The Way of All Weeklies

Merry Christmas, Los Angeles.

The present's in the mail. Word got out and blew from Phoenix to New York and back out west beginning on Labor Day: The long-rumored corporate takeover of "alternative" news-on-print is indeed on order.

After the holidays, Phoenix-based NT Media takes control of The Village Voice, which in 1994 bought L.A. Weekly. NT Media - or, more familiarly, New Times - would assume the Voice name and take over not so long after one of the most shameful chapters in domestic alternative print press history: the 2003 Department of Justice antitrust lawsuit against the L.A. Weekly and New Times ownership. Now they're no longer merely in bed together. They're hitched up like a stateside Charles and Camilla, and valued at $400 million.

The L.A. Times is also in some flux, with a new editor in local news- hound Dean Baquet and rumors of suitors sniffing about. Take into account the emerging cultural relevance of this publication, and you've got on tap a Goliath vs. Goliath (vs. David) newspaper fight unlike anything this town has seen. An old-fashioned journalism war. In lieu of pro football.

At stake is the future of progressive journalism. The unofficial truth has seemingly been forever under attack by major multinationals and short attention spans. Its politics are heavier than big media allow, and its formal freedom queers pollsters and consultants. Like its nephew the Internet, the best of the nation's weeklies (The Stranger, Willamette Week, The Boston Phoenix) are charged ions. Now a group of libertarians disguised as Men Without Politics are preparing to set the tone.

Full disclosure: I was a former staff writer and union local president at the L.A. Weekly. The publisher of CityBeat once toiled for the New Times chain. And a whole mess of the editors used to be at the Los Angeles Reader when it was bought and summarily flushed by New Times. The 2003 Department of Justice Consent Decree that ended the antitrust suit literally refers to this paper as an "Interested Party." And this writer hates to lose.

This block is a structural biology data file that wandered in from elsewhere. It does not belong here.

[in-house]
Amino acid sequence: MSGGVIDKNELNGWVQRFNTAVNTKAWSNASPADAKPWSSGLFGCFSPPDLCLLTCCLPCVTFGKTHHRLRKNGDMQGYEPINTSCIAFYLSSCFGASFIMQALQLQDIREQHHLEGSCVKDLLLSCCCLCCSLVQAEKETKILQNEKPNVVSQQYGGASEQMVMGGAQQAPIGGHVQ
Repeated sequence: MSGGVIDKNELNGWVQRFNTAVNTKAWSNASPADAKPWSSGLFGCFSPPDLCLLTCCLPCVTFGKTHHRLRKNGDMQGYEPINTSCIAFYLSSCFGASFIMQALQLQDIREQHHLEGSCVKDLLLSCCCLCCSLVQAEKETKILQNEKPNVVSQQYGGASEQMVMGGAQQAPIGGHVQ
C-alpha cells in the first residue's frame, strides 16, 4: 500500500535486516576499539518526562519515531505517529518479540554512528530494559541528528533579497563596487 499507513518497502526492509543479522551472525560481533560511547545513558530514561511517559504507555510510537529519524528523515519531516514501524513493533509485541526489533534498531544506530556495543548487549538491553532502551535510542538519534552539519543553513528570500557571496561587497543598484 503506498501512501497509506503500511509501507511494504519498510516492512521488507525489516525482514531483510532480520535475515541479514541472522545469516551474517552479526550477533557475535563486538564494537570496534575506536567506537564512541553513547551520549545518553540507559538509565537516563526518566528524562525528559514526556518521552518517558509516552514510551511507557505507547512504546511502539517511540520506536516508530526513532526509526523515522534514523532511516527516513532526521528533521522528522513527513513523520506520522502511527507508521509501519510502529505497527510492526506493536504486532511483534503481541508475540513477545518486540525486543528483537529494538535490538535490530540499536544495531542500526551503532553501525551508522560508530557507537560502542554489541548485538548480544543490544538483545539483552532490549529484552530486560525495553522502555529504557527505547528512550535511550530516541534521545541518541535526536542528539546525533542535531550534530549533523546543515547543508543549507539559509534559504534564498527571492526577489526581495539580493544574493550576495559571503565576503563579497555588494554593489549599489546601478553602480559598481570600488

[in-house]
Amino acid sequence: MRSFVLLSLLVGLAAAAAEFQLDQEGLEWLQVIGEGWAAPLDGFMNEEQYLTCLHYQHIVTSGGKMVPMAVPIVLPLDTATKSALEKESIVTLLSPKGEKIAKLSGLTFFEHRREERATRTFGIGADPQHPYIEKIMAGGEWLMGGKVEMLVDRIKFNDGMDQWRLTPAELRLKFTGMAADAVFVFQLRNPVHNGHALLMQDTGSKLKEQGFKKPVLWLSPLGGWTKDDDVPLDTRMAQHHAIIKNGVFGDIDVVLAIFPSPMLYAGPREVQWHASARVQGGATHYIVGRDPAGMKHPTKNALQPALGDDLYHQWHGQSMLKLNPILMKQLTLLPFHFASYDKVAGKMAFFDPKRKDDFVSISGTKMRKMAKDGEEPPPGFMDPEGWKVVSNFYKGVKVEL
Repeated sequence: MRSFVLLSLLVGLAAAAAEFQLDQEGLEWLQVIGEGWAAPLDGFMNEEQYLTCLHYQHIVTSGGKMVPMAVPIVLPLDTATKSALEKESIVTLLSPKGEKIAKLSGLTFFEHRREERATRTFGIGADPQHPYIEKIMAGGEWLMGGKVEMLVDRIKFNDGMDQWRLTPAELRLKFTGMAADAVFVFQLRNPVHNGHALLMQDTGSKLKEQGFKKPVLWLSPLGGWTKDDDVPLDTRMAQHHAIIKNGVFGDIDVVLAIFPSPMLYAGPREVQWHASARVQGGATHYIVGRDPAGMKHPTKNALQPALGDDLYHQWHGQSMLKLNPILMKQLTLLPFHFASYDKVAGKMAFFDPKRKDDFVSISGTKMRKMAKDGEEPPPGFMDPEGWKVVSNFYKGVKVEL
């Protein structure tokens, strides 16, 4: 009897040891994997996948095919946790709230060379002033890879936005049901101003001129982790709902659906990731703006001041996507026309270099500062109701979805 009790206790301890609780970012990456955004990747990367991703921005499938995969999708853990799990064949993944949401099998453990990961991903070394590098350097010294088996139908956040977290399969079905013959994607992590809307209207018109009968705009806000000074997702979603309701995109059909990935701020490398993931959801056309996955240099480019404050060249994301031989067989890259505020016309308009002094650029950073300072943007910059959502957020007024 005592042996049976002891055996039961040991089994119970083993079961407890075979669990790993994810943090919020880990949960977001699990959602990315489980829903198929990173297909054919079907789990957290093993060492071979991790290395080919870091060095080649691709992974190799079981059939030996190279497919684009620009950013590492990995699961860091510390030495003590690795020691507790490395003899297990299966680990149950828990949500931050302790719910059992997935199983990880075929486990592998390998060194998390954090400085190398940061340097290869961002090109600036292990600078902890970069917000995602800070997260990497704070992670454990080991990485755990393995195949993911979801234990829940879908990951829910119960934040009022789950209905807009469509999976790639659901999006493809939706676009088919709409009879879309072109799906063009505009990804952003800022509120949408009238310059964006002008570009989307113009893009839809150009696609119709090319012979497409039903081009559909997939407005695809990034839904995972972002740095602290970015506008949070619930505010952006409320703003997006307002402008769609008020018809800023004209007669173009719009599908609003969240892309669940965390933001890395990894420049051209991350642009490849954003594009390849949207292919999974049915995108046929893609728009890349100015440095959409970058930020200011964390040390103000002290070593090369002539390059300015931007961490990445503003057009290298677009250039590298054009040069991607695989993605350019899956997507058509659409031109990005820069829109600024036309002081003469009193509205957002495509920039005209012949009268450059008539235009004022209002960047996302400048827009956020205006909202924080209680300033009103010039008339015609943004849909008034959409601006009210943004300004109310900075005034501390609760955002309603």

It happens, once every 3,000 blue moons. Sometimes the arrival of a chain is good. And, as objectively as can be stated under the present circumstances, New Voice Times will be good for journalism in Los Angeles.

Journalism backwater

Unless you're hauling your telephoto lens around stars' back fences, Los Angeles is an absolute journalism backwater, an amorphous, misunderstood collection of municipalities with as much day-to-day reporting buzz as, say, Tampa. New York is royalty; on a second tier are the Phillys, Chicagos, and San Franciscos. But our town has no competition at the daily print level, and Hollywood owns TV. That's why L.A. Weekly, established back in 1978, is iconic among hip people of a certain age. Some of the most important reporting and criticism in alternative-press history has come across its pages.

At the same time, it's important to know that parts of this article were composed on New Times computers. CityBeat was, in part, built out of that 2003 Dept. of Justice decision mentioned above. Village Voice LLC, owner of six papers, and New Times, which has 12, were made to sell off some of their assets more than two years ago, after the media companies shut down competing operations here and in Cleveland. Actual competitive journalism was happening in the two cities. And, as actual competitive journalism is something like a war, it costs money.

"Rather than letting the marketplace decide the winner," Acting Assistant Attorney General H.R. Hewitt Pate said, in the 2003 federal consent agreement, "these companies chose to corrupt the competitive process by swapping markets, thereby guaranteeing each other a monopoly and denying consumers in Los Angeles and Cleveland the continued benefits of competition."

If one listened closely enough that day, audible was I.F. Stone doing a half-gainer in his crypt. Could there be a bigger fuck-you to the ideals of a free and independent press than to conspire against alternative voices in two of the nation's greatest cities? And to commiserate this way during the run-up to war in Iraq?

There's a luxuriant romance to how we regard these weeklies. Truth is, Michael Ventura and Norman Mailer don't come 'round much anymore. The Weekly and the Voice have long been run by investors who contribute to Bush, who sell pet food, not to mention having been run by Rupert Murdoch. Voice Media greed is not unexpected. That brand sells as culture product for Manhattan and Hollywood, and it's not completely absurd to speculate that, if the hot publishing trend became Boiled Negroes Monthly, they'd at least explore the option.

A pioneering newsweekly